Movies Need Help!

In the thirties of the previous century, many theaters sold special tickets that gave unlimited access to all the films that were playing that week for a very cheap price. Going to the movie was considered a part of the weekly or even daily routine back then. But, as with anything, nothing can be at the top of its game forever. In the fifties, people started to care less and less about the industry due to the introduction of television, and as a result the cinema attendance has been declining during the latter half of the previous century. During the seventies and eighties, the industry tried very hard to regain its popularity, and as a result, Hollywood put out a lot of films that many people consider to be the best ever made (The Godfather, Star Wars and Jaws). Nevertheless, these films didn’t lead to a significant increase of attendance. As a result, I personally think the quality has been dropping since then, and we have an industry nowadays where the quality isn’t the prime objective anymore, but rather to fill the theaters with as many people as possible. This article will first discuss the public and critical consensus on recent films and compare that to television, followed by the reasons behind the trend.

The first question that comes up, of course, is: how do you measure or determine ‘quality’? It seems impossible to do, because everyone has a different interpretation of an artistic piece and therefore everybody’s opinion is different. However, if people give a negative score to a movie on the internet, they tend to do that because they thought that the quality of the film was not very good. Therefore, the rest of this article will use some sources where the public and critical consensus on a product is used in order to back up the statements.

Rotten Tomatoes (a site that compiles critics reviews and determines the consensus of them) has constructed a list of 100 movies that critics consider to be the best movies ever made. These movie scores have been adjusted, because there are more reviews for newer films (so the chances of a new film getting a 100% positive rating are slim), and people tend to be more picky on films these days as well, according to theater critic Catherine Rampell. Even when adjusting for these factors (that gives newer movies an advantage), the list still consists of only eleven films that were made after the year 2000.

IMDB is the website that keeps track of the scores that the general public gives to movies, and they also made a list of the best movies ever made. While there are some clear exceptions to the assumption (for example, The Dark Knight is at #4), it should be noted that there are only a handful of recently made films in the top 250.

As stated in the introduction, television has become much more popular since the fifties. The format has been growing since then, and according to French scholar Alexis Pichar, we’ve been living in a so-called “golden age of television” since the 2000s. This all started back in the late nineties when premium networks like HBO started putting out drama series of high quality (The Sopranos) and since then, cable networks have been copying their strategy, which has resulted into a wide array of quality television nowadays. IMDB also constructed a list of the best television shows ever made. It is unsurprising to see that there are only shows from after the year 2000 (The Sopranos being an exception), when looking at the top ten. The top three consists of Breaking Bad, Game of Thrones and The Wire. Their secret? According to Game of Thrones showrunner David Benioff, its “the attention to detail in the storytelling and deep character development”. Furthermore, all these shows take their time to set up the story, dramatize relationships when necessary, and pay off the building tension at the right time and place. Funny enough, the lack of character development, tension and drama also just happens to be the most heard complaint in most public and critcs reviews nowadays.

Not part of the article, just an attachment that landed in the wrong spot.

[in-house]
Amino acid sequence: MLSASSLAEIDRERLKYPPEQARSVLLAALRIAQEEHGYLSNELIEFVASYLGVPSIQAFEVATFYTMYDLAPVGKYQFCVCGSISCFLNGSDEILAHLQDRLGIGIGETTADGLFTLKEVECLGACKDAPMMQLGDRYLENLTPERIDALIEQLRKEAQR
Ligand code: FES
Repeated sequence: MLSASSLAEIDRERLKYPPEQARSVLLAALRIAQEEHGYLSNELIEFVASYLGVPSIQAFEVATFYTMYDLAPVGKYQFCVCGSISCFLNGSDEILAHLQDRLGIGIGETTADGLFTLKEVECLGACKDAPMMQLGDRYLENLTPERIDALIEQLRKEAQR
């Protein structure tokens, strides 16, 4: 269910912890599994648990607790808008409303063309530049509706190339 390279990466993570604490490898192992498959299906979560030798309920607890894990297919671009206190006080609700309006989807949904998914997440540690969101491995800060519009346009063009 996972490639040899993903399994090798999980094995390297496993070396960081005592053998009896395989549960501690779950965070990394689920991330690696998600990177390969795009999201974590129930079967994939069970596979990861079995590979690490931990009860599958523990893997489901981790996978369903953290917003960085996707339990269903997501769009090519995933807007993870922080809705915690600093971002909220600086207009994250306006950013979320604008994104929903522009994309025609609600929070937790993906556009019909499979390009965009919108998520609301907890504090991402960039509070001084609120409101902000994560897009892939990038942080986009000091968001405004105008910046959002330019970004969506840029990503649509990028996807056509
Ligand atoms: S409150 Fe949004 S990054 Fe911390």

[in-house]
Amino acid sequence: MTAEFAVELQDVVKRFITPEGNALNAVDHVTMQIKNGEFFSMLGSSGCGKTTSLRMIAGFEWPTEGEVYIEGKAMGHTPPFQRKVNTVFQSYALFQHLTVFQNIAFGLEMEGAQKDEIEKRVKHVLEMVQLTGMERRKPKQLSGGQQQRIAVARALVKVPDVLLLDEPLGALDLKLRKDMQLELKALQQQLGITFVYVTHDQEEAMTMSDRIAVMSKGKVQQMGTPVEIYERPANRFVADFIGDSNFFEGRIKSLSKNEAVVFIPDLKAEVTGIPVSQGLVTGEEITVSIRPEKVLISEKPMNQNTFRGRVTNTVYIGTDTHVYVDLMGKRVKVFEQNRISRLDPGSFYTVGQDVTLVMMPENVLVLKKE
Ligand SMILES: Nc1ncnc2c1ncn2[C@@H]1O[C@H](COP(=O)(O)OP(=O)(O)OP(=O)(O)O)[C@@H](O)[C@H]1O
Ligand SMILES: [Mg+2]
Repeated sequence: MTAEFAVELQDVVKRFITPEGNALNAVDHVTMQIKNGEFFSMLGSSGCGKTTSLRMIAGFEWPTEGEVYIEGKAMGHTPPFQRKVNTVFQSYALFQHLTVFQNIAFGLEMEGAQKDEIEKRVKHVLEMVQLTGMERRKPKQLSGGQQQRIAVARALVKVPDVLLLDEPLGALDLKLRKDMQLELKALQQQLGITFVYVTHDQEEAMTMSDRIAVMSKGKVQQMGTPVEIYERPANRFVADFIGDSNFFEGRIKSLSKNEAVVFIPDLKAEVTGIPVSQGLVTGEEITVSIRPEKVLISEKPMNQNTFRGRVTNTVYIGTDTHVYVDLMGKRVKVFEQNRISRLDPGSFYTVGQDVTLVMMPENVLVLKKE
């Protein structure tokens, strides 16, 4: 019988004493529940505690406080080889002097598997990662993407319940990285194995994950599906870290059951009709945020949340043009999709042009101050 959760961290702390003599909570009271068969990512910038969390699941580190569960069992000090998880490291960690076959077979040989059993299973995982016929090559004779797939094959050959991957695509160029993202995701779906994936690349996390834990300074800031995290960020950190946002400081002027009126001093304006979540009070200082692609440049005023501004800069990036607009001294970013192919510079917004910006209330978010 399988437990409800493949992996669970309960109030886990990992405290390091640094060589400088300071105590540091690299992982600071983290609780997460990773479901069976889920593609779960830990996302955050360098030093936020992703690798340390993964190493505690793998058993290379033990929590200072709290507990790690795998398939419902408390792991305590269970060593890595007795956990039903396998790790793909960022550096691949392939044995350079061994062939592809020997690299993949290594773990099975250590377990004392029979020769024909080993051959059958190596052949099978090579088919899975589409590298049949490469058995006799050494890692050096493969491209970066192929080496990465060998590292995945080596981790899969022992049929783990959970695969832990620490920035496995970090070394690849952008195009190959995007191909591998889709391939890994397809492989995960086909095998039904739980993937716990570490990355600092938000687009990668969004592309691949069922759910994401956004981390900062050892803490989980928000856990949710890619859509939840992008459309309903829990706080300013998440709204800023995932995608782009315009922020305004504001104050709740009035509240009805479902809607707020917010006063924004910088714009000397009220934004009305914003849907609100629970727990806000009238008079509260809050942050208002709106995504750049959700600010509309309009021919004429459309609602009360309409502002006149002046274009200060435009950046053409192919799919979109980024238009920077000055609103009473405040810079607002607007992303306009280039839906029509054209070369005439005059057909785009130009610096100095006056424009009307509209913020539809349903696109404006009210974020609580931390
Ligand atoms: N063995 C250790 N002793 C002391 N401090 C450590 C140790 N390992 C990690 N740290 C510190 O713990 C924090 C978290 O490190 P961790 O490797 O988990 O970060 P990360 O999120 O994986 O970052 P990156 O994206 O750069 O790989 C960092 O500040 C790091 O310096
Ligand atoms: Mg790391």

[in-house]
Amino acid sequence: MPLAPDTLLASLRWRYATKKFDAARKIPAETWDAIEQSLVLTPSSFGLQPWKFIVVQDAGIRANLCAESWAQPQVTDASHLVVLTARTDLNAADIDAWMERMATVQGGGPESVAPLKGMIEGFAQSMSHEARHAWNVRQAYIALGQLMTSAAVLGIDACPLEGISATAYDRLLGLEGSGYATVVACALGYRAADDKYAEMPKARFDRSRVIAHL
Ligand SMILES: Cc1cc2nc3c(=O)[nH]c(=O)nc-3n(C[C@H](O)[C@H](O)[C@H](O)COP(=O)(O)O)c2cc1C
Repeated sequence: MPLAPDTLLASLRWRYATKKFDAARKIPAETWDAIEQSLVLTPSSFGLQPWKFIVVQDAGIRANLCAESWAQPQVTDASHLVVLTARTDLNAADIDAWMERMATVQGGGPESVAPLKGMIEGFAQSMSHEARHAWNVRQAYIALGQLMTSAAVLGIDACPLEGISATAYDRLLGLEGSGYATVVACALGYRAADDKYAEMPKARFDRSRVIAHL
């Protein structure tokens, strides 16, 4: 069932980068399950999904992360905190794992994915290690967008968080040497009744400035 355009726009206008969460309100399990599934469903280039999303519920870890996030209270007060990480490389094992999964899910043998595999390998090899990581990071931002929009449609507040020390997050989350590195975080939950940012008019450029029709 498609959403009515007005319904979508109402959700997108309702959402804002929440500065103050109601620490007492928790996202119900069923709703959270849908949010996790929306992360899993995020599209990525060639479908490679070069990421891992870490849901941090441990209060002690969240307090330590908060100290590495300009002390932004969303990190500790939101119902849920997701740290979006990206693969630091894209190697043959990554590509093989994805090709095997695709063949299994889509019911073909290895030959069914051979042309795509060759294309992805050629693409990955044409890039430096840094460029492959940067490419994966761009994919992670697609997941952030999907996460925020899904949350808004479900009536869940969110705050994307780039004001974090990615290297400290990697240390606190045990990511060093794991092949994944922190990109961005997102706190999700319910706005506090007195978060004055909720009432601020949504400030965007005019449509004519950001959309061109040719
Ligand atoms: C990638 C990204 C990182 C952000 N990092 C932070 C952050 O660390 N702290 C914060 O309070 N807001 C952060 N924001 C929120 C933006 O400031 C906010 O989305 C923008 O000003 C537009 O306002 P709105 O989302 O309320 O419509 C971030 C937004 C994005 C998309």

So, why is the movie industry not doing the same thing? Simply put, it’s the amount of money that is being spent. According to The Hollywood Reporter, Peter Jackson’s The Hobbit trilogy cost $745 million (!) to make, yet there were a lot of problems during the making of the film. In interviews, Peter Jackson said that he “just winged it” when it came to shooting parts of the third movie, The Battle of the Five Armies. This resulted into people on the internet complaining about the artificial look of the film and the over reliance on CGI (Computer Generated Images). Peter Jackson also acknowledged that during the shooting of certain scenes, his mindset sometimes was: “we’ll just shoot it for now, and finish it in post production”. This puts a lot more pressure on the digital artists working on the film. His previous trilogy (The Lord of the Rings) used a lot less CGI, and as a result, the imagery and overall quality of the movies got better critical and public acclaim compared to The Hobbit. Game of Thrones is a show that has a budget of ‘only’ $6 million per episode, yet the show has received acclaim that cannot be matched by any film or television show. How, you are asking? Well, its lower budget forces the makers to be more creative and carefully plan out each sequence, and use minimal amounts of CGI.

As pointed out in the previous paragraphs, the movie industry needs help in order to reinvent itself. I think Hollywood should pay a lot more attention to the writing in the screenplays, and definitely spend less money on all its projects. Also, they’d do well to take a good look at the contemporary business model of television. Only that way, the industry can get back to its glory days from the thirties.

 

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